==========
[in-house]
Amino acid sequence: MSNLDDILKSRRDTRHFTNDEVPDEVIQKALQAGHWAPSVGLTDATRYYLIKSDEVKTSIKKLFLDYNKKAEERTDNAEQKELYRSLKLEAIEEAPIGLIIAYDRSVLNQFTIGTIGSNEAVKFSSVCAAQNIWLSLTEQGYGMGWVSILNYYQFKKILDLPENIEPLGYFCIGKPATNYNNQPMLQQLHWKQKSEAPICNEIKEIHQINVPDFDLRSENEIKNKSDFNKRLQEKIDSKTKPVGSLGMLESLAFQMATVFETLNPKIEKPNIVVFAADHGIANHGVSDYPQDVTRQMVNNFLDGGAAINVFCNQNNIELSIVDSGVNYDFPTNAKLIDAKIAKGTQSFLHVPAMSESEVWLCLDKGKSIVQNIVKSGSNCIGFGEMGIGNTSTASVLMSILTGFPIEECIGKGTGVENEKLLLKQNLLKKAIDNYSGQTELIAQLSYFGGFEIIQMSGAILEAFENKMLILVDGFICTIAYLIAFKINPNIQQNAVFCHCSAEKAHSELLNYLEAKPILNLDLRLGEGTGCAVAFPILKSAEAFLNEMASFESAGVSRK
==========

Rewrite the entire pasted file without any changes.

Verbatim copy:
[in-house]
Amino acid sequence: MSNLDDILKSRRDTRHFTNDEVPDEVIQKALQAGHWAPSVGLTDATRYYLIKSDEVKTSIKKLFLDYNKKAEERTDNAEQKELYRSLKLEAIEEAPIGLIIAYDRSVLNQFTIGTIGSNEAVKFSSVCAAQNIWLSLTEQGYGMGWVSILNYYQFKKILDLPENIEPLGYFCIGKPATNYNNQPMLQQLHWKQKSEAPICNEIKEIHQINVPDFDLRSENEIKNKSDFNKRLQEKIDSKTKPVGSLGMLESLAFQMATVFETLNPKIEKPNIVVFAADHGIANHGVSDYPQDVTRQMVNNFLDGGAAINVFCNQNNIELSIVDSGVNYDFPTNAKLIDAKIAKGTQSFLHVPAMSESEVWLCLDKGKSIVQNIVKSGSNCIGFGEMGIGNTSTASVLMSILTGFPIEECIGKGTGVENEKLLLKQNLLKKAIDNYSGQTELIAQLSYFGGFEIIQMSGAILEAFENKMLILVDGFICTIAYLIAFKINPNIQQNAVFCHCSAEKAHSELLNYLEAKPILNLDLRLGEGTGCAVAFPILKSAEAFLNEMASFESAGVSRK